Honestly, I never imagined ten years ago that we would see this level of multiplication, particularly in such a hostile environment.

Sometimes I have to pinch myself . . . God’s mercies upon this ministry are so evident. Rejoice! And realize that you are a full partner in this. We treasure your giving, your praying, and your encouragement to our staff.

Marveling in Christ,

Craig Parro

President

PS: Our in-country coordinator, on his own initiative, told us that he’s taken our training to a nearby country that is even more hostile to the Church. Please consider a gift today so that we may encourage in practical ways these bold proclaimers of God’s Word!

* Name changed for security reasons.

How Does the Gospel of John Speak to Our Secular Age? – D.A. Carson

LRI’s video team recently had the opportunity to record a few videos for The Gospel Coalition video series in which gifted expositors preach an overview sermon of a book of the Bible, drawing out the main Idea and intended response of that book. We recorded Dr. D. A. Carson on John, Dr. Constantine Campbell on Ephesians, and our very own Tim Sattler on Titus. While the videos we shot await release, you can watch two others in the series: Douglas O’Donnell on Matthew and Gary Millar on Deuteronomy.

After each sermon, we asked each expositor three questions about the book they preached. What follows is the last question for D. A. Carson on how the Gospel of John speaks to our secular age. D. A. Carson is the president of The Gospel Coalition, the Research Professor of New Testament at Trinity Evangelical Divinity School, and the writer of the John commentary in the Pillar New Testament Commentary series.



Transcript of the clip:

Kevin Halloran: We know that all of Scripture speaks to us today. What particular elements from the book of John do you think speak powerfully to our secular and postmodern world?

D.A. Carson: There are many. The first—and this almost by way of flat-out contradiction—is that the book is openly, unashamedly, in your face supernatural. There are many people in the secular arena who treat history as that which takes place in space and time, and is caused, and effects things in space and time, and it leaves no place for God intervening—which means that you have no place for the Resurrection or, in the Old Testament, you have no place for the burning bush or the miracle of the crossing of the Red Sea. John’s Gospel is unabashedly, unashamedly, supernaturalistic. Unless you come to grips with that, you’re not going to be able to understand John’s Gospel. It’s not a psychological manual. It’s not a feel-good book.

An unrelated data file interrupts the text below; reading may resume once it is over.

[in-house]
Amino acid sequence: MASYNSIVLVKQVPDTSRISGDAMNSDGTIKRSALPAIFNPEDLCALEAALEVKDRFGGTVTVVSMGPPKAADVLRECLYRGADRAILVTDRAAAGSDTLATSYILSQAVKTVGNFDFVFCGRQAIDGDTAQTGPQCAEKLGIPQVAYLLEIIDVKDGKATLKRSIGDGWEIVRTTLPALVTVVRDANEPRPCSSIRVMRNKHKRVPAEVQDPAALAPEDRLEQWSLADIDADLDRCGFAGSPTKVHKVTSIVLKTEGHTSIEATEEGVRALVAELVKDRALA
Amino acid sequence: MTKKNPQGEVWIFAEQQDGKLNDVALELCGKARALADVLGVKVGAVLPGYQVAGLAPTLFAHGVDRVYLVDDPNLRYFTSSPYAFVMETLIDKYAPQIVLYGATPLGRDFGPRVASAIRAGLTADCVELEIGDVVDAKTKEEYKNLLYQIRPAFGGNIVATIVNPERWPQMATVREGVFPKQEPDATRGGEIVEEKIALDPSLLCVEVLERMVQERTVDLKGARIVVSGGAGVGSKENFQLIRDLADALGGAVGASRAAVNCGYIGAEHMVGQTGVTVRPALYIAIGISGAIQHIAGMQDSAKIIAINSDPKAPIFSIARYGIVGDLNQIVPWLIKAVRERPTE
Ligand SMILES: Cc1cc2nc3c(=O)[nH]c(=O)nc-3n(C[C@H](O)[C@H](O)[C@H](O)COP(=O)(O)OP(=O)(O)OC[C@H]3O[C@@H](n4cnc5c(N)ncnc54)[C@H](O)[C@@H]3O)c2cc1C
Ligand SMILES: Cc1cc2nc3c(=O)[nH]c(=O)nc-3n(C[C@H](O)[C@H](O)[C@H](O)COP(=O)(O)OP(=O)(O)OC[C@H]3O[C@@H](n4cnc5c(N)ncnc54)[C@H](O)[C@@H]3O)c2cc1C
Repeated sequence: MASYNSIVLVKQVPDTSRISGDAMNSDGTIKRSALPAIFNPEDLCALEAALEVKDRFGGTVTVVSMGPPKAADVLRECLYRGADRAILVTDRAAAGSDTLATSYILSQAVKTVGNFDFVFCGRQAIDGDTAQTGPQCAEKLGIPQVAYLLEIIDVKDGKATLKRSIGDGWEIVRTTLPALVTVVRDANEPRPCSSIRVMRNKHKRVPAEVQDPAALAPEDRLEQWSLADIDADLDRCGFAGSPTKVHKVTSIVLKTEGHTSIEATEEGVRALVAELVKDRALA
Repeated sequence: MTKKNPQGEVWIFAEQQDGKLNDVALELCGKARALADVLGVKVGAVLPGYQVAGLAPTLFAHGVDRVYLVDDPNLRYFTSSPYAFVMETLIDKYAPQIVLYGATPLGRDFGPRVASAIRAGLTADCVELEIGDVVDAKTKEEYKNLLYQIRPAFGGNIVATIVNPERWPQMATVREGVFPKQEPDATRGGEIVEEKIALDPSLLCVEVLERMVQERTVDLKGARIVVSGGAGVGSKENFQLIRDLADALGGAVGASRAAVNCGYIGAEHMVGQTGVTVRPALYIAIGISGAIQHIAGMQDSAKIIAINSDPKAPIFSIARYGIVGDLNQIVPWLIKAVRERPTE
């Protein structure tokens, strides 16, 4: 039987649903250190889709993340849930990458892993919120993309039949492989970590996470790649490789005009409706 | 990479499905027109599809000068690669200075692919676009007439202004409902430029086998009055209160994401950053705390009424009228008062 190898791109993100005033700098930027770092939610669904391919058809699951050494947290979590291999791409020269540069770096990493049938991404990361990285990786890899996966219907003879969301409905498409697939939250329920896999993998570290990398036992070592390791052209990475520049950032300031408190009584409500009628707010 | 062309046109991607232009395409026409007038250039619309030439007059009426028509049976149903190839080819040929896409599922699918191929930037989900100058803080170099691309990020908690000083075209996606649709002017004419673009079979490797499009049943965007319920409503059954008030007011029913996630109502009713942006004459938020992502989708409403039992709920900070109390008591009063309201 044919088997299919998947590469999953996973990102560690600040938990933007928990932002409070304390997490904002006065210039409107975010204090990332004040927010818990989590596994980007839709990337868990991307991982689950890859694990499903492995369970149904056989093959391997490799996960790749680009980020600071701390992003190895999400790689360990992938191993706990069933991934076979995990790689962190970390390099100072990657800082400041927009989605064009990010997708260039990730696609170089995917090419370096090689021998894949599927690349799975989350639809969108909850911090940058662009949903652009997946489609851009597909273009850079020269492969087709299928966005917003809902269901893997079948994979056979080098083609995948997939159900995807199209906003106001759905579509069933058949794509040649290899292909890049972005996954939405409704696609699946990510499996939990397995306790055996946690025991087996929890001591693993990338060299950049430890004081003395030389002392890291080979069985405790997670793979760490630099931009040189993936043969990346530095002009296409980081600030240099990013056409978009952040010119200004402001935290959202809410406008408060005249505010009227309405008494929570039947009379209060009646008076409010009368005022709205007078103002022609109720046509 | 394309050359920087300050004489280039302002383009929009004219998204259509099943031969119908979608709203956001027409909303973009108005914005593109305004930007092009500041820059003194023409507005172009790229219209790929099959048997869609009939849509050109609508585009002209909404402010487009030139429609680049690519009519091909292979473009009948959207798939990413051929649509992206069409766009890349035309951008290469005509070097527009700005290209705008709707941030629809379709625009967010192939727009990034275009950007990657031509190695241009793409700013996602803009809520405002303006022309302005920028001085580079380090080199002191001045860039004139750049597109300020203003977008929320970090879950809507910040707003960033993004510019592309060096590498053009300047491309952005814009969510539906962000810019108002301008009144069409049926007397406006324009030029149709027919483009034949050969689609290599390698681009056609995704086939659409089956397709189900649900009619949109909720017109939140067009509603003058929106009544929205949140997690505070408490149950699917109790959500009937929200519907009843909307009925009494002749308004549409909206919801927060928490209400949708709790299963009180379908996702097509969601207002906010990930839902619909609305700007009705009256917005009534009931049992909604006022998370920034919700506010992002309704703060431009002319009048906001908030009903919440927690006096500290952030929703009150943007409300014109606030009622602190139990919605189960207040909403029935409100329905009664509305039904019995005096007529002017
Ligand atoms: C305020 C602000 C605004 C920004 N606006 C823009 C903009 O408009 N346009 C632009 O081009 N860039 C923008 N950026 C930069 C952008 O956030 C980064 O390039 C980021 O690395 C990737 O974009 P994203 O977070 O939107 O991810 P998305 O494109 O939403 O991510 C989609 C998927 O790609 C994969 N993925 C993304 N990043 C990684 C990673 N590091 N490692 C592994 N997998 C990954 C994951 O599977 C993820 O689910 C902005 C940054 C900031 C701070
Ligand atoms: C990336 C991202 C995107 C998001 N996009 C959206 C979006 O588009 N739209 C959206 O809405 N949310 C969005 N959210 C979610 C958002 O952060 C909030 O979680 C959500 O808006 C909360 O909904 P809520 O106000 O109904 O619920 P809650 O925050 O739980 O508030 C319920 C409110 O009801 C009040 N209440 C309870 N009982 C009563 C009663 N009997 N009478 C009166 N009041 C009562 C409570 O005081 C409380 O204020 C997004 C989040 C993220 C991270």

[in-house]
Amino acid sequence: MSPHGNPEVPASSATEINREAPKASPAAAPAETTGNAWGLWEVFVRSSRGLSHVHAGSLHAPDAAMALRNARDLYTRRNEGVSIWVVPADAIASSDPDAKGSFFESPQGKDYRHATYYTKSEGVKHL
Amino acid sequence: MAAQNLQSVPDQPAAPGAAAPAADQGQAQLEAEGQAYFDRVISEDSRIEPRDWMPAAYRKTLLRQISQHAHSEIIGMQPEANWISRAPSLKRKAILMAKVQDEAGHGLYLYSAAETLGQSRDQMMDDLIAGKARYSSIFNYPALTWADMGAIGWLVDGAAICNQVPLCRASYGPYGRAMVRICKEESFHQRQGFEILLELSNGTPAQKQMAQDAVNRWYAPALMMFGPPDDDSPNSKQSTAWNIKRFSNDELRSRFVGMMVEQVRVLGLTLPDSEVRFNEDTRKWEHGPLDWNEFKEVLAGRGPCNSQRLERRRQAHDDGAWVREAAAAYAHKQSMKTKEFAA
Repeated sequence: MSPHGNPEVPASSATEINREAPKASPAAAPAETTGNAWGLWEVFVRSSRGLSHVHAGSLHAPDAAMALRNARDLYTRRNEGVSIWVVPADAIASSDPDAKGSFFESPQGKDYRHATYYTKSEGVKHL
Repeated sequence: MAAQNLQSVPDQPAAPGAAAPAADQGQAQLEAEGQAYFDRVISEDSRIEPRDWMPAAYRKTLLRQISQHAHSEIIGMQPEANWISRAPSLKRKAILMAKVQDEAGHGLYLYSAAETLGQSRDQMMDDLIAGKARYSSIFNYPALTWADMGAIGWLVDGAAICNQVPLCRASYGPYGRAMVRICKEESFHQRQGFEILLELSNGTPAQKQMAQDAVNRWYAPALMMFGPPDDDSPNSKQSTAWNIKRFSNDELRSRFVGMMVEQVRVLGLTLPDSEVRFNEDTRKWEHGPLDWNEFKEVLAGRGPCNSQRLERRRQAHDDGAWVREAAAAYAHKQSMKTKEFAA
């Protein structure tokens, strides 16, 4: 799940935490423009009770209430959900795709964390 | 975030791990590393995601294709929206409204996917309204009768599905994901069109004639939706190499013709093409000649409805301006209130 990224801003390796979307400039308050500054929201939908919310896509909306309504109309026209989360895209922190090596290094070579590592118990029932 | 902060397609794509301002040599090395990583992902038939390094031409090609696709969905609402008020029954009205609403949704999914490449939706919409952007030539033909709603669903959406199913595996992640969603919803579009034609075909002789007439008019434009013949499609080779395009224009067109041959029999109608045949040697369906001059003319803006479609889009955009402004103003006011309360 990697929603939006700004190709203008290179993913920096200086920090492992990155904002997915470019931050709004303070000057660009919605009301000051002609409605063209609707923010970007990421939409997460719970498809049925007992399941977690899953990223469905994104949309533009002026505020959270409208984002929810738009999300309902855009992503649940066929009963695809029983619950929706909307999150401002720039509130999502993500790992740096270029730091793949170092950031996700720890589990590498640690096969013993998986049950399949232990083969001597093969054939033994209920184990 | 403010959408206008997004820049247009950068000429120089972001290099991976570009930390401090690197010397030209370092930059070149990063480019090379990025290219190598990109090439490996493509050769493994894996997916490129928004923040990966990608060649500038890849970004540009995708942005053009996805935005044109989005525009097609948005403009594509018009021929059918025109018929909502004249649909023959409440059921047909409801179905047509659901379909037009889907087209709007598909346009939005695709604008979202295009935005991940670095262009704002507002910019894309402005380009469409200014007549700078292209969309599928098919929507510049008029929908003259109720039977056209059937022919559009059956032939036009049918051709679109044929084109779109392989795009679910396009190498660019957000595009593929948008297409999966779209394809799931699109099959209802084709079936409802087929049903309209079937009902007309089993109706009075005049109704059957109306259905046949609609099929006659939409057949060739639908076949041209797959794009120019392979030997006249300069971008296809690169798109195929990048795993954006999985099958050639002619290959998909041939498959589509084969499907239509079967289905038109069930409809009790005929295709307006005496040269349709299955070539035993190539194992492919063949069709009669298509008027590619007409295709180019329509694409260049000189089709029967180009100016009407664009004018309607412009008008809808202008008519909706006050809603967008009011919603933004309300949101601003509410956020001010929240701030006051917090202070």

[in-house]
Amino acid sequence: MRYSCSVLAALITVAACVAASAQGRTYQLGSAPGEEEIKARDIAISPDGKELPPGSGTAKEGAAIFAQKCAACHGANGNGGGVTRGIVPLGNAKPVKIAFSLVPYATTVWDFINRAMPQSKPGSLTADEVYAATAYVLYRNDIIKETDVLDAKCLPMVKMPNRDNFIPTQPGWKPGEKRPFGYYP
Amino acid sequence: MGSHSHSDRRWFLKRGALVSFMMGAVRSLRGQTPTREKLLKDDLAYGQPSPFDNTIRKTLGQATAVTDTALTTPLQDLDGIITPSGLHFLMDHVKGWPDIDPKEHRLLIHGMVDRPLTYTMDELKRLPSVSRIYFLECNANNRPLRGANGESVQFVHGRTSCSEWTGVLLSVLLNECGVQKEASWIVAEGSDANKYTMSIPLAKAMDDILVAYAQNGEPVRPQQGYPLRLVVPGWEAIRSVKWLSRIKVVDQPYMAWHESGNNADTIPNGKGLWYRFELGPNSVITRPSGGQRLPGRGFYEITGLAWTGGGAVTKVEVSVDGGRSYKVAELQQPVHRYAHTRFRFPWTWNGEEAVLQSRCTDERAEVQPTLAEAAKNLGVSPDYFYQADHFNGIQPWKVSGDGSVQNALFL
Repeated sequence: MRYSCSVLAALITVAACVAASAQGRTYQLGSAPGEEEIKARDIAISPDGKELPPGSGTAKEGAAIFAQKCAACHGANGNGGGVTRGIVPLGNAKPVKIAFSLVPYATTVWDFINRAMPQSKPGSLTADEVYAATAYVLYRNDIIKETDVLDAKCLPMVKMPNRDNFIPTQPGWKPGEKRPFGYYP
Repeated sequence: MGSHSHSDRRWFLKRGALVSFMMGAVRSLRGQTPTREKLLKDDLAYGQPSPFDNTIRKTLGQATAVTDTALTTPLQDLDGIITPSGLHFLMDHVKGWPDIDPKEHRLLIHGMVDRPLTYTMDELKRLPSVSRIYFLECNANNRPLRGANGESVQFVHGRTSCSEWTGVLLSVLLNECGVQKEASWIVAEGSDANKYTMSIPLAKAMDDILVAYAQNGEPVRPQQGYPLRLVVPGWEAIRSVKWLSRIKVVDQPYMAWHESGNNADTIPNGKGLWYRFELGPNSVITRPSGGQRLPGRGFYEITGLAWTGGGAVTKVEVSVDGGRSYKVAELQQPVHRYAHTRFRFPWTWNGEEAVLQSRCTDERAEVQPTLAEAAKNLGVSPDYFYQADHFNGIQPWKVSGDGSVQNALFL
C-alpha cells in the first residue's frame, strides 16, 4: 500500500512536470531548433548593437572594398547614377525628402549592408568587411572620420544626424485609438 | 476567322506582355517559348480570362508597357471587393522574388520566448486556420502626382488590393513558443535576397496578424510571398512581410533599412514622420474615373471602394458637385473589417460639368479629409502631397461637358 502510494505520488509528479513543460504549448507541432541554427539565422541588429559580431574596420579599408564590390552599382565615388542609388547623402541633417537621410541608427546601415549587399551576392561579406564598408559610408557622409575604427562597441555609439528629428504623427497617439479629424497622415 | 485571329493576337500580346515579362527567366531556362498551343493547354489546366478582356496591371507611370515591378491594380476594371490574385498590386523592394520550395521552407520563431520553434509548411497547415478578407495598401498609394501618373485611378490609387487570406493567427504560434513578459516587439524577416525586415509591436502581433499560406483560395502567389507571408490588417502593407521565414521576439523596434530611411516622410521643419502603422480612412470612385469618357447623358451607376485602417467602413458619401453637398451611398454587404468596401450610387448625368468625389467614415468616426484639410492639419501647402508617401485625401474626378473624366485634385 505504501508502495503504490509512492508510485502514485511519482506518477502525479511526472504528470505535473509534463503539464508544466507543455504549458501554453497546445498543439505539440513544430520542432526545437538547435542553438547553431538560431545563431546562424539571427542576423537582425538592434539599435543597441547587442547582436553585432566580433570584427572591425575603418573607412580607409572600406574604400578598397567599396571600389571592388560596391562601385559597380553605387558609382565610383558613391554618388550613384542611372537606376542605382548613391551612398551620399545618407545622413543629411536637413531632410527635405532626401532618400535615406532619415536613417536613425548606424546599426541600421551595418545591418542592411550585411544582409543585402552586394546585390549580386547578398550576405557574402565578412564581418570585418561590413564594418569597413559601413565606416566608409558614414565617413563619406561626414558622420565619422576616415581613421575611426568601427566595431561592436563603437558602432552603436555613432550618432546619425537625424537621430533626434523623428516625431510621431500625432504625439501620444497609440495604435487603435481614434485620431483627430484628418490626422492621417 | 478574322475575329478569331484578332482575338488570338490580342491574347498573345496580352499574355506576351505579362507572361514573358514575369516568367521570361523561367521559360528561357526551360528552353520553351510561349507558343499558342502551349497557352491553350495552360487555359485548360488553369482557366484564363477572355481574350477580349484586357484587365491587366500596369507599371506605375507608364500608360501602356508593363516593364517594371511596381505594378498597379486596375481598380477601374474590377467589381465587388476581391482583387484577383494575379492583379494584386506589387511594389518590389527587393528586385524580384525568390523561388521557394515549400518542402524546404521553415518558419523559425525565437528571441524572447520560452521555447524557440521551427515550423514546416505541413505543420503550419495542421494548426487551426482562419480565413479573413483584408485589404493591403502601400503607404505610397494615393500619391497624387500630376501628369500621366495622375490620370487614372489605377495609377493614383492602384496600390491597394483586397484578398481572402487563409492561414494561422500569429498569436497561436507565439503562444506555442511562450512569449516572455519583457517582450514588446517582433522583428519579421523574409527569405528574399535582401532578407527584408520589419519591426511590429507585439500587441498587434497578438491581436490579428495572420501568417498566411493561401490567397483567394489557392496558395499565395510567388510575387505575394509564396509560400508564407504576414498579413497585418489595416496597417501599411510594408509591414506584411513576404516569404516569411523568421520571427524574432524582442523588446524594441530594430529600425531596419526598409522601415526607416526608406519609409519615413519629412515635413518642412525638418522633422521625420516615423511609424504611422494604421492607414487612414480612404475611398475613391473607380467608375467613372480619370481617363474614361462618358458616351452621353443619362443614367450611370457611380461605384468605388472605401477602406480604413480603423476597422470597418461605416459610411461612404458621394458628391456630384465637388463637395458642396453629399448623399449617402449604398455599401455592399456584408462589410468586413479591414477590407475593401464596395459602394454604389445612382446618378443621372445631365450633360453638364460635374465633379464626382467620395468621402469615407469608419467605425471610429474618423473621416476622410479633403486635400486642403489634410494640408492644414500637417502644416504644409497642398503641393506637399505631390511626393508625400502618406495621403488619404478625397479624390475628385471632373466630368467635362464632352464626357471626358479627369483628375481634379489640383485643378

At the same time, it presents, in its own categories, the fundamental flaw, the fundamental wrongness: namely, unbelief. That lies at the heart of a great deal of secular commitments: unbelief toward anything outside ourselves. We are our own judge. We view sin as a social construct. We view unbelief as a personal choice, maybe even as a sign of freedom and maturity. And over against all of that, Jesus Himself unambiguously teaches that the worst slavery is the slavery to sin, and the worst shackles are the unbelief that fail to see what God has done and is doing. To see how all of that has been addressed by the work of Christ—if you actually come to see it—it changes everything. It changes how you understand yourself and God, how you understand reality, how you understand your life, its purposes, its goals, the nature of faith. It’s not a blind casting yourself on something mystical or mythical so you can have pie in the sky when you die, by and by—it’s none of those things. It’s grounded heavily in truth, and faith is a God-given gift to enable you to perceive and grasp and cast your life on that truth. And the truth is bound with historic events: Jesus dying in space-time history and rising from the dead in space-time history, on which you must cast your life in self abandonment, in genuine repentance, in genuine faith in order to receive eternal life.